It is not surprising that criticism is made of that Department, and it surprises me that there is so little. The Secretary of the Interior during much of the time my applications were being fraudulently eliminated from competitions, Gale Norton, has been facing indictment for corruption. Has she been charged yet? I spent more than two years in combat in Vietnam, hold a doctorate, and have written 8 books and more than 65 other publications. My military service disqualifies me for the civil service.

Posted by: cwheckman | August 17, 2010 7:51 PM | Report abuse

highexpectations has some interesting numbers. Interior doesn't need quotas, they just need to transfer some people out of those slum-Departments Housing & Urban Dev, Education, State, Treasury, Veterans Affairs, Labor, Defense, H & H Services, Justice, The Army, Commerce, Homeland Security, and Energy.

Make it like bussing for the bureaucracy.

Posted by: jiji1 | August 18, 2010 1:11 PM | Report abuse

Diversity in the work place at the Department of Interior (DOI) is a step in the right direction, but it is not nearly enough to ensure equal access to the benefits of the National Park Service (NPS) and other DOI resources.

A diverse and growing alliance is working to diversify access to and support for National Parks to help distribute the economic benefits of DOI and NPS. A diverse work force is important to get Americans back to work in the worst economic crisis since the Great Depression. DOI and NPS can learn important lessons from the Civilian Conservation Corps (CCC), one of the most successful New Deal programs.

The CCC created 8,000 new parks including state parks, planted 2 billion trees - more than half of all trees planted in U.S. up until that time -- and created 3 million new jobs for young men -- mostly men, and mostly white. CCC programs were generally off limits to most people of color and women. DOI can do better than that today in its own workforce.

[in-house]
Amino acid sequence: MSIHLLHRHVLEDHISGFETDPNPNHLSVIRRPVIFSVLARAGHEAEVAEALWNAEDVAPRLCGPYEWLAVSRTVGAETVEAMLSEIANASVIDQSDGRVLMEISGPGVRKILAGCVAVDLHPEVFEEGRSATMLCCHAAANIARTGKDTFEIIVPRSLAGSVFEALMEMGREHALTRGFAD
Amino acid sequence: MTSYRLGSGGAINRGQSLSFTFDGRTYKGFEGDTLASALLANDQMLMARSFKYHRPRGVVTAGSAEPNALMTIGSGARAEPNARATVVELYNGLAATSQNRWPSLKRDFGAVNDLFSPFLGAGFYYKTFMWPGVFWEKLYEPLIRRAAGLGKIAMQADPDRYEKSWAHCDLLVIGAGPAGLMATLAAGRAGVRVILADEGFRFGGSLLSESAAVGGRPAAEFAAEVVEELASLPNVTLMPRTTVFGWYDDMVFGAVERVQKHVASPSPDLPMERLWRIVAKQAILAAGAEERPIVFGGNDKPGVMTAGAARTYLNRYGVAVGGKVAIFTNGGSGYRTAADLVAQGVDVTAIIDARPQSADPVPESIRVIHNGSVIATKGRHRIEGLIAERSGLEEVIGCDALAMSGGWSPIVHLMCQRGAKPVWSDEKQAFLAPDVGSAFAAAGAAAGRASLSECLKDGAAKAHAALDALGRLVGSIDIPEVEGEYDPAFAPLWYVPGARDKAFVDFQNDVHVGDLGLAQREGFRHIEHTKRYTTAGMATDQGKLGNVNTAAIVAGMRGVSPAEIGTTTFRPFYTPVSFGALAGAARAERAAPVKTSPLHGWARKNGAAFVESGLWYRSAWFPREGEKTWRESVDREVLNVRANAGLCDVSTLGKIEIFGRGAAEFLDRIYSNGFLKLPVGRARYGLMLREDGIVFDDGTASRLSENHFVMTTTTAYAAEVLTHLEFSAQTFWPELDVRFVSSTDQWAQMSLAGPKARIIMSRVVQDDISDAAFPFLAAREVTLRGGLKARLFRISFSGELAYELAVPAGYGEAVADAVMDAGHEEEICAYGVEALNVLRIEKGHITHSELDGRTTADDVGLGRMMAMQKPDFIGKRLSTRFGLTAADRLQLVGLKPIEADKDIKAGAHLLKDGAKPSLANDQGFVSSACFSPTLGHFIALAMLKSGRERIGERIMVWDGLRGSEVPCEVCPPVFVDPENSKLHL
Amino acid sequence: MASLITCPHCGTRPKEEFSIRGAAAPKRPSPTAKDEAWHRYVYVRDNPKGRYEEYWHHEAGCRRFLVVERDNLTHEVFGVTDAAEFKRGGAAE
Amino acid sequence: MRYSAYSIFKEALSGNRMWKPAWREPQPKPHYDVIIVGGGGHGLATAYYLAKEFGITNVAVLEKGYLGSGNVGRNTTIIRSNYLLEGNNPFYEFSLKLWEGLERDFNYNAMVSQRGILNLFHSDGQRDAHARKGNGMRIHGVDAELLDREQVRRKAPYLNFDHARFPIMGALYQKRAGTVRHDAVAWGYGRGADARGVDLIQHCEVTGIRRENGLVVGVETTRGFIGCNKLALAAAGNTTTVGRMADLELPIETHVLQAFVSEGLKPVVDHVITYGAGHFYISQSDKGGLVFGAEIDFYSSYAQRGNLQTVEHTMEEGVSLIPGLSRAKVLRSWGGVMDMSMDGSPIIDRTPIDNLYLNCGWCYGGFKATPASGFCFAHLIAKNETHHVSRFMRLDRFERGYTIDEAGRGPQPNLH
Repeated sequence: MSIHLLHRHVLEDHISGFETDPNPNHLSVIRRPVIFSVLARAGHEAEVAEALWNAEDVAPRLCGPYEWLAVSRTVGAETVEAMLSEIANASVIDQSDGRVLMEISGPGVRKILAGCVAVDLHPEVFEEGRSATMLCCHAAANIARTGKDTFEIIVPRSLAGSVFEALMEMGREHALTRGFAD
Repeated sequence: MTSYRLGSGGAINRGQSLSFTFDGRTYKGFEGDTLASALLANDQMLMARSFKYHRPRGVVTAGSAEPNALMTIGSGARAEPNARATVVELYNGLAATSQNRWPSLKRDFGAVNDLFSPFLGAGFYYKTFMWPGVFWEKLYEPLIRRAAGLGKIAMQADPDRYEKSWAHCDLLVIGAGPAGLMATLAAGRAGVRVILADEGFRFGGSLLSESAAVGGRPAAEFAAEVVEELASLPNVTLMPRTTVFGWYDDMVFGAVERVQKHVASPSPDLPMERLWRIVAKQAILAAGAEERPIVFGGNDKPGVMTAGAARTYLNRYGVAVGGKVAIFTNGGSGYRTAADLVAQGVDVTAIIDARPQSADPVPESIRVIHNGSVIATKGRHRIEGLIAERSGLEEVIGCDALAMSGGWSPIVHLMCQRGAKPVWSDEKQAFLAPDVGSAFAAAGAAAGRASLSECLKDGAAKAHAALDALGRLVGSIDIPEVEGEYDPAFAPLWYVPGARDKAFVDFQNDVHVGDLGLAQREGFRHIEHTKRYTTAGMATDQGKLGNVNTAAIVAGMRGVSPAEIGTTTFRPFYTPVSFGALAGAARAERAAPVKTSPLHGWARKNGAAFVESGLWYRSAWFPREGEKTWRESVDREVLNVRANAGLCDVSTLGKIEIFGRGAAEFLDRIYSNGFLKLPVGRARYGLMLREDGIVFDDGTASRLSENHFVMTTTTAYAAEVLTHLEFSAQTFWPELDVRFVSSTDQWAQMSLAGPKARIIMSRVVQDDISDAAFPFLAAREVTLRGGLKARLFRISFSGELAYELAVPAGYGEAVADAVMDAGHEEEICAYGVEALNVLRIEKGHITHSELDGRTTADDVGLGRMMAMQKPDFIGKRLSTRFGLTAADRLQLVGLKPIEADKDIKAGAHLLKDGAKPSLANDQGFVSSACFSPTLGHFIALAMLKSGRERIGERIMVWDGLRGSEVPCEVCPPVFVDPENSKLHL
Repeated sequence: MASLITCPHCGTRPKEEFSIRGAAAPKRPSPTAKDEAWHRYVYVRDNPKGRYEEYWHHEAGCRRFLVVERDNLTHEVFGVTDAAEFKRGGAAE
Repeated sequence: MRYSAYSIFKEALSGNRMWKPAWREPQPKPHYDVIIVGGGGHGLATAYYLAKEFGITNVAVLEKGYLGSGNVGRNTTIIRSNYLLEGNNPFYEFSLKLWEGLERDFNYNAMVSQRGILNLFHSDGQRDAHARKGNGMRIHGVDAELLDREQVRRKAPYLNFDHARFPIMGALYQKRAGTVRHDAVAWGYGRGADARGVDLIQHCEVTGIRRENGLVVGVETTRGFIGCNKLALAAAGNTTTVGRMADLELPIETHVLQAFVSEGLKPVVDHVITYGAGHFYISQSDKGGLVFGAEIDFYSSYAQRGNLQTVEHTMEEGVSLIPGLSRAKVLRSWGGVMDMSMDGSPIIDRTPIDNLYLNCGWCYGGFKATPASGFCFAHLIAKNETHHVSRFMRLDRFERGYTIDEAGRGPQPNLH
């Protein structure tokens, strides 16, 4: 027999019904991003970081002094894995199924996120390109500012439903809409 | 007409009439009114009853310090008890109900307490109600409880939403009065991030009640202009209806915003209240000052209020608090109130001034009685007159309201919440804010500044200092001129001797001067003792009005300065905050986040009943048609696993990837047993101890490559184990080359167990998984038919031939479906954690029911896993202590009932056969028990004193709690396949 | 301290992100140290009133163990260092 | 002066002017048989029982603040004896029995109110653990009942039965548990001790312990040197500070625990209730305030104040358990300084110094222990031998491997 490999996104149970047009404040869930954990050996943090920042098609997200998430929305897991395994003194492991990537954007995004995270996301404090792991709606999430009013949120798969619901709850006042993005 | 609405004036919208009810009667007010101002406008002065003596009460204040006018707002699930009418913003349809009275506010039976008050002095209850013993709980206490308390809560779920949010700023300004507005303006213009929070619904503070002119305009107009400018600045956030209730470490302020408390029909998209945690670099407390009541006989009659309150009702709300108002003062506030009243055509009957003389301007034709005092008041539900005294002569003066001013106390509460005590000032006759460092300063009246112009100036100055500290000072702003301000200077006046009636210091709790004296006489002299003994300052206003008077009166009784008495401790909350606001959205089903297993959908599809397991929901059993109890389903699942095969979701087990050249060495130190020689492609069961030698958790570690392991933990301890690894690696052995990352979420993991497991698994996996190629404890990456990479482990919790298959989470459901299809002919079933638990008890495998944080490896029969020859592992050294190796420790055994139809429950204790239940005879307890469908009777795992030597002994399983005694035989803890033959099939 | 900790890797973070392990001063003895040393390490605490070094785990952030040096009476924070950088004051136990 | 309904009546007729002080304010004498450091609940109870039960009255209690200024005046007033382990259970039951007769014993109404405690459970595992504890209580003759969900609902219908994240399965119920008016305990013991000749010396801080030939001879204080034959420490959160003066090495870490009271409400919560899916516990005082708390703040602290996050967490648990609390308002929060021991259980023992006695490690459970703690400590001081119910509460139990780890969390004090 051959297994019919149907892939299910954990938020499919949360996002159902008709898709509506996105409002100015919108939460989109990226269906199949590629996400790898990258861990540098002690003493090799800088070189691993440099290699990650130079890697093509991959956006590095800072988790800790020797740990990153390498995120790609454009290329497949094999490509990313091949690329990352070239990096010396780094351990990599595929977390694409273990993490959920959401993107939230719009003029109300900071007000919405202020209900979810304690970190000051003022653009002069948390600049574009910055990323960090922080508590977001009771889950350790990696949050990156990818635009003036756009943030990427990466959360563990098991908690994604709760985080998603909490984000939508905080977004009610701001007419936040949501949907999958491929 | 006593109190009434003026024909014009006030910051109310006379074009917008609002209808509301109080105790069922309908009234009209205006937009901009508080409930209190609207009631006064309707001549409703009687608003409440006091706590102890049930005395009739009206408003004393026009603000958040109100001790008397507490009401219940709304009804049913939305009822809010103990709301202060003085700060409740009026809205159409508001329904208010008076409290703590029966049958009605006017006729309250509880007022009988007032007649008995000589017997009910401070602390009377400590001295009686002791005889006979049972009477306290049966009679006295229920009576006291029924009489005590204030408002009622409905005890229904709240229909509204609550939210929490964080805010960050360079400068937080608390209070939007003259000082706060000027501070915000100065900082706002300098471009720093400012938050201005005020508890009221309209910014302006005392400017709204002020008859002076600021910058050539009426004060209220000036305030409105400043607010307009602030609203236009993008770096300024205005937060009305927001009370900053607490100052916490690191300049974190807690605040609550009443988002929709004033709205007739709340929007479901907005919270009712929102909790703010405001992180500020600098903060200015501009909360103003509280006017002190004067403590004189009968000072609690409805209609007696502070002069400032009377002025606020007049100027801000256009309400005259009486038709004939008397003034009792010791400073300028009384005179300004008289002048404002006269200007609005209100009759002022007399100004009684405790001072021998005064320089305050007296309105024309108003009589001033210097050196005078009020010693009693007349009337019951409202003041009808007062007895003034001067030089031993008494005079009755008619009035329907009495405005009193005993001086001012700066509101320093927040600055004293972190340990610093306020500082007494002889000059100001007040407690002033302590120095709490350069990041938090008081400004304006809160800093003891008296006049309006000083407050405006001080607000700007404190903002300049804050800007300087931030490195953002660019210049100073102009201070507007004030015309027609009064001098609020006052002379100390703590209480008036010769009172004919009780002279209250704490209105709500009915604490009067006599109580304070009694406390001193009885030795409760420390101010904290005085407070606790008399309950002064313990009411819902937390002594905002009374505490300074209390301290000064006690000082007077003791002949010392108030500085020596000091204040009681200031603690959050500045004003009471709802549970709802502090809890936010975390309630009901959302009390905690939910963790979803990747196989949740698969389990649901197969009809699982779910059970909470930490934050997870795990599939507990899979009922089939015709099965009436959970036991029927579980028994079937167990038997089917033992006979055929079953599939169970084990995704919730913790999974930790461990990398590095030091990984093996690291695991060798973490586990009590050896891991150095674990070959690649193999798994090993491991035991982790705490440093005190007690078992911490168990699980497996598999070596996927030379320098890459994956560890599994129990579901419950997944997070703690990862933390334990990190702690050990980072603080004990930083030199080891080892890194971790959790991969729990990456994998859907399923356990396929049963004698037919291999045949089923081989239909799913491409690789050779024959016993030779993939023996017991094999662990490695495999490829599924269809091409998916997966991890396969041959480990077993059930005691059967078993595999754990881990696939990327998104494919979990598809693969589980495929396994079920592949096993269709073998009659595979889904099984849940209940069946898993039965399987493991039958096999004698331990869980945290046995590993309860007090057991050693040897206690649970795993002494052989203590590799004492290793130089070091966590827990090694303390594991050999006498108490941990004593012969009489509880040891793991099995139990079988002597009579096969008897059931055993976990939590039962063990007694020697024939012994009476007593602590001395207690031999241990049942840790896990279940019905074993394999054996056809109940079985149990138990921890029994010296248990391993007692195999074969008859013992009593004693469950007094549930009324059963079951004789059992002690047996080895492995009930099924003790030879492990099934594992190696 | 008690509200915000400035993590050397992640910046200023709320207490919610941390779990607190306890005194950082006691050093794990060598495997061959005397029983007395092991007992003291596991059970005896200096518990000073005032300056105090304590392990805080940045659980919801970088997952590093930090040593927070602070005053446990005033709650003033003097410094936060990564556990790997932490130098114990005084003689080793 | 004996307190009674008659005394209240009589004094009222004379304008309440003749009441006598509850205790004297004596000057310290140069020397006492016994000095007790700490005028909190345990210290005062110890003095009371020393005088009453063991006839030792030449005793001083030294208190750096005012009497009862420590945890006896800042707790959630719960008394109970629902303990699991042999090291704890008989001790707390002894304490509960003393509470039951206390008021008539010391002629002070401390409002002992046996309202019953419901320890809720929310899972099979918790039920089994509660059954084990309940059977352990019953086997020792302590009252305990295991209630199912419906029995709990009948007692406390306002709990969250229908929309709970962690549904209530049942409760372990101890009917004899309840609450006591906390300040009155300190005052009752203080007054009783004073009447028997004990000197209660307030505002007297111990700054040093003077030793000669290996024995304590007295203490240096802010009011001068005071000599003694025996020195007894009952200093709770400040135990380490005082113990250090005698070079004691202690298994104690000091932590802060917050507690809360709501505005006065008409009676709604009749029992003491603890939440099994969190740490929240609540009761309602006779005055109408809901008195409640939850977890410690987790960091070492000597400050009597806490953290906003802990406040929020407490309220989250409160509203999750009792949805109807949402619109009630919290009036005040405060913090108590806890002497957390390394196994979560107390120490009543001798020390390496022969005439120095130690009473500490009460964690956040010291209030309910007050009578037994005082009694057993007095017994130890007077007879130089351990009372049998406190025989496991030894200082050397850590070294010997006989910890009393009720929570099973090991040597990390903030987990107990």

Secretary Ken Salazar must do more than diversify his own work force through CCC type programs. DOI must also ensure that recipients of federal funds like the California Department of Parks and Recreation comply with civil rights and environmental laws by keeping endangered state parks open for all. DOI's own National Trust for Historic Preservation includes state parks on the list of eleven most endangered historic places in the United States.

Yet DOI has failed to investigate an Administrative Complaint filed over a year ago that would provide a plan to distribute the benefits and burdens of state park resources fairly for all. We have personally briefed federal officials but they have failed to investigate, including Nancy Sutley, head of the White House Council on Environmental Quality; Lisa Jackson, Administrator of the Environmental Protection Agency; and Will Shafroth, head of President Obama's America's Great Outdoors Campaign.

Diverse allies continue to seek equal justice to save state parks for all. These allies include California LULAC (League of Latin American Citizens), The City Project, Coastwalk California, Concerned Citizens of South Central Los Angeles (one of the first black environmental organizations in the country), CPEHN (California Pan Ethnic Health Network), SPARC (Social and Public Art Resource Center), and Robert Bracamontes of the Acjachemen nation.

Learn more about our struggle to persuade DOI and EPA to enforce the law to save state parks for all here: http://www.cityprojectca.org/blog/archives/6059

Robert Garcia, Executive Director and Counsel
The City Project

Posted by: RobertGarciaTCP | August 20, 2010 12:54 AM | Report abuse